Although Furrer and Gannaban eventually found sponsors for clothing, make-up, hairstyling and photography for the contest, they had to fork out HK$50,000 of their own money to pay for other expenses, including the winner's flight to Oslo. They have sold out advance tickets (another 60 are reserved for door sales), but still expect to lose about HK$15,000 on the event.

Many gays aren't ready to be open about their sexuality, says Gannaban, recalling a 21-year-old who signed up eagerly only to drop out midway for fear of repercussions. 'This made us so sad. Here's this smart, good-looking guy but he's still afraid to be himself.'

The organisers wound up with just six candidates, most of whom were much older than they expected. 'I believe it's because they have more life experience,' says Gannaban. 'Most openly gay men have strong personalities because we have so much to overcome.'

It was gays' denial of their sexual identity that prompted interior designer Ziggy Bautista, 38, to sign up for the contest.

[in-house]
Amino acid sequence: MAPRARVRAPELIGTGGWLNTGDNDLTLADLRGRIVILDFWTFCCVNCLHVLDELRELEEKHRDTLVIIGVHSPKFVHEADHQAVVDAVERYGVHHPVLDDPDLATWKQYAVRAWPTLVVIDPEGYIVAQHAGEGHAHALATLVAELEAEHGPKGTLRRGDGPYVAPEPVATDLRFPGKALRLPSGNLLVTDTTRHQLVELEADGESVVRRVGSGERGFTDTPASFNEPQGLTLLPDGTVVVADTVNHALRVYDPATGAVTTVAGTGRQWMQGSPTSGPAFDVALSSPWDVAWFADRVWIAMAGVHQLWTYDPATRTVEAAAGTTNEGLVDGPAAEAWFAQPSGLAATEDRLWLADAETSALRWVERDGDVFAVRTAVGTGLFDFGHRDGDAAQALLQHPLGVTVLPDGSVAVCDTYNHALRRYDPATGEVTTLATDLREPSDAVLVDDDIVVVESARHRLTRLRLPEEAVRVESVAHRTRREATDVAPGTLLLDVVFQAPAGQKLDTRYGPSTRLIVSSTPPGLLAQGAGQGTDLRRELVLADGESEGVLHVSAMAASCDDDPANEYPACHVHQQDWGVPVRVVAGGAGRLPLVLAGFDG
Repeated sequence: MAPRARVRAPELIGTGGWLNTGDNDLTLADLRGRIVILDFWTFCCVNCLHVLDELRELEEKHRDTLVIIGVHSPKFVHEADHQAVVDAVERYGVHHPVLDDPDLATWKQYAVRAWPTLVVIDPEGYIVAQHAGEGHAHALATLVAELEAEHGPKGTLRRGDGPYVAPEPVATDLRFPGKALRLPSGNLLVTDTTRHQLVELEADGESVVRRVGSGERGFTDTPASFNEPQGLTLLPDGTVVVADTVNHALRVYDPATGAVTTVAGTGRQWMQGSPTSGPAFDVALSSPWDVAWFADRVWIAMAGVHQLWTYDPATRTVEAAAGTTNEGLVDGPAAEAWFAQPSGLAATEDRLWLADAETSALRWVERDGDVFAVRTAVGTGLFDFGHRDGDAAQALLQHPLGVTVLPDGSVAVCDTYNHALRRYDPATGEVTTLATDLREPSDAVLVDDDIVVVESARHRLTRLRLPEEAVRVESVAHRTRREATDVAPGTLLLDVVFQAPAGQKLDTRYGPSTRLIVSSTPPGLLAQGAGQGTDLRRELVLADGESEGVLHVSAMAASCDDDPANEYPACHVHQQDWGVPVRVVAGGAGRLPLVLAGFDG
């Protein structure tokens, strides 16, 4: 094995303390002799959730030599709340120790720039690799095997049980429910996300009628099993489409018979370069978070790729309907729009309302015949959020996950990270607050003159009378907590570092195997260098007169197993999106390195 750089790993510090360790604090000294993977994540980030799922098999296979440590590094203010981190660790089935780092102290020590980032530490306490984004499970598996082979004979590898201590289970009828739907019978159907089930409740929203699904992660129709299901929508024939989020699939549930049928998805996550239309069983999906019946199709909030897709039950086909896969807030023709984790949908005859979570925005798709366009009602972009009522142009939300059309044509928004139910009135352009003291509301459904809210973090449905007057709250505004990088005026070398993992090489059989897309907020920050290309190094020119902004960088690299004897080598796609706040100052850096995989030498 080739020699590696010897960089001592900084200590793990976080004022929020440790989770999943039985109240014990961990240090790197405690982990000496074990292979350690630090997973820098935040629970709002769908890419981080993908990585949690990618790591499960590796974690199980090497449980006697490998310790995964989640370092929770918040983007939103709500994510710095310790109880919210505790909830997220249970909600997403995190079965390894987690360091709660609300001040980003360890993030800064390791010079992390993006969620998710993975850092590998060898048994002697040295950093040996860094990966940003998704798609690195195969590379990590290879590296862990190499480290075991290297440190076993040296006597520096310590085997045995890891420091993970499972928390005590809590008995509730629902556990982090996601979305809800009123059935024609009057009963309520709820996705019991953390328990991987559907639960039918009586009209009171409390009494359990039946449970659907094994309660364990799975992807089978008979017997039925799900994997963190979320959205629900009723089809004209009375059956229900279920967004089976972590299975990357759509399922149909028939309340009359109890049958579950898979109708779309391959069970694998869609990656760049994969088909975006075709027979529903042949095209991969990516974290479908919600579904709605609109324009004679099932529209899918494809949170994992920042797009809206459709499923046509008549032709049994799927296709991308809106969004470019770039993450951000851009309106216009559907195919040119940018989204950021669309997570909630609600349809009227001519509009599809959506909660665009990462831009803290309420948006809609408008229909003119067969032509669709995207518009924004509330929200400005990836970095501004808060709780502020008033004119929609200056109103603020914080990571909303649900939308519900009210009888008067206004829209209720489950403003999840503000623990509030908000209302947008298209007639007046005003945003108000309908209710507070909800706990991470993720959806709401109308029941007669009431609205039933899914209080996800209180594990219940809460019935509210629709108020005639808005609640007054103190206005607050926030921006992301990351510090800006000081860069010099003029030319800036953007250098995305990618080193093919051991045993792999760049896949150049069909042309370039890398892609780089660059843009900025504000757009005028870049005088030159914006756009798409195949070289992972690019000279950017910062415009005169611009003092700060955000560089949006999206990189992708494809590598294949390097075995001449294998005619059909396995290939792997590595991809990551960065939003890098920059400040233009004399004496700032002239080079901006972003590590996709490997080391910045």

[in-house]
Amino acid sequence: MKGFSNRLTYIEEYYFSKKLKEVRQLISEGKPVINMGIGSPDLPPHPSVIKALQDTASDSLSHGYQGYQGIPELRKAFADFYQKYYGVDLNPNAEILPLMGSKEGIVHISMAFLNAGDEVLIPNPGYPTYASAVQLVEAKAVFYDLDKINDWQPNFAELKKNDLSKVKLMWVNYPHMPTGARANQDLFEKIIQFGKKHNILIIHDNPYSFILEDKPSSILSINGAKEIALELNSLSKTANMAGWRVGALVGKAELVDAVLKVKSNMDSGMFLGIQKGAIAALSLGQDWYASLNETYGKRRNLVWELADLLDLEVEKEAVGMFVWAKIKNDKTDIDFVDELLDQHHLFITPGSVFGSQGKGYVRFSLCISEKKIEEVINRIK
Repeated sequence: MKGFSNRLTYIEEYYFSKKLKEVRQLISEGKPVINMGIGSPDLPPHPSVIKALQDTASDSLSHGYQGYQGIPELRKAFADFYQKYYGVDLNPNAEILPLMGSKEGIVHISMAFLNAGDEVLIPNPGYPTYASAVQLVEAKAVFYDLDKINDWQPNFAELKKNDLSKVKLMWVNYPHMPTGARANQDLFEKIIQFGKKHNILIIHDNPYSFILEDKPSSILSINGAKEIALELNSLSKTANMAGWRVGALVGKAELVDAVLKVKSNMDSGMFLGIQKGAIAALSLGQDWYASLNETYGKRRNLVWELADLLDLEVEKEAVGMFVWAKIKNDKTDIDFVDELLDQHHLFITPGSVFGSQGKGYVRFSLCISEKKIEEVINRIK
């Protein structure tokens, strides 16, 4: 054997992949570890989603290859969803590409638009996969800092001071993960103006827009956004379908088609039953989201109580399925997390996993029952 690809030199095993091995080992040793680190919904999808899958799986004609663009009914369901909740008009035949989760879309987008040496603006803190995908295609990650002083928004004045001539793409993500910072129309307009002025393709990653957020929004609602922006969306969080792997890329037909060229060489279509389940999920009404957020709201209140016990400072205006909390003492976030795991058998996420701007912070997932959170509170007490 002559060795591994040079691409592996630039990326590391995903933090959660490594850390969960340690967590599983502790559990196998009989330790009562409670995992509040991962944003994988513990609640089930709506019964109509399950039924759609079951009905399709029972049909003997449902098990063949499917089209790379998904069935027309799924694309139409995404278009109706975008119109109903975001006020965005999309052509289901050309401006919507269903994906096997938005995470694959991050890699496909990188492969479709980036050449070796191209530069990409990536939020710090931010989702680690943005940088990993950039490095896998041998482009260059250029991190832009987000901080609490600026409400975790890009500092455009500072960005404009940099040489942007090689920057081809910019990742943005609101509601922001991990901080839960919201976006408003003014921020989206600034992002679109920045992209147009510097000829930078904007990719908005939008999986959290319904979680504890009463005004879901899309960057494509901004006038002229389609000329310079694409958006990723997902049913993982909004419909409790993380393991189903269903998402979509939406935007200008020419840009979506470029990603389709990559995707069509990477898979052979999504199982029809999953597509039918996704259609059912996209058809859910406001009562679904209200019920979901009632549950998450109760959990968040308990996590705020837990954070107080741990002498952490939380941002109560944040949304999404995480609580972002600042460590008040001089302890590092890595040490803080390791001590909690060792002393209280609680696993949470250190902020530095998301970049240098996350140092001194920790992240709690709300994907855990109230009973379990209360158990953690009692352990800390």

'Putting aside social issues - which everyone faces - I think the real problem for the gay community is self-acceptance. Many gay men can't even accept that they are gay. I want to show that it is OK to be who you are. It's cool, it's fun. Look at me, everyone knows I'm gay and I'm still enjoying life.'

Bautista's concerns about taking part are 'more that people will just see this as a beauty contest and judge me for that, even though I know it's not'.

Some gay rights campaigners are a little ambivalent about the contest.

'I wouldn't put much weight on such activities, particularly for the so-called tongzhi movement, but they signify changes in how society sees masculinity and gender,' says Joseph Cho Man-kit, vice-president of the Hong Kong Ten Per cent Club.

'There's a trend in Hong Kong to see male bodies as a form of entertainment,' he says.

'First, there was ATV's Mr Hong Kong contest, which was copied by TVB. The audiences for these shows are women, they're just screaming for their favourite candidate. This shows women can express themselves sexually. Mr Gay HK follows that trend, but we have gay men expressing themselves sexually.

'It's just a small step towards more equality, but achieving equality necessarily requires a change in culture, particularly in how we see gender.'

Connie Chan Man-wai, of lesbian advocacy group Women's Coalition, says the pageant will give people a chance to explore their notions of male beauty. 'For the straight community, male beauty is usually about being macho, but that isn't always the case for gay men.'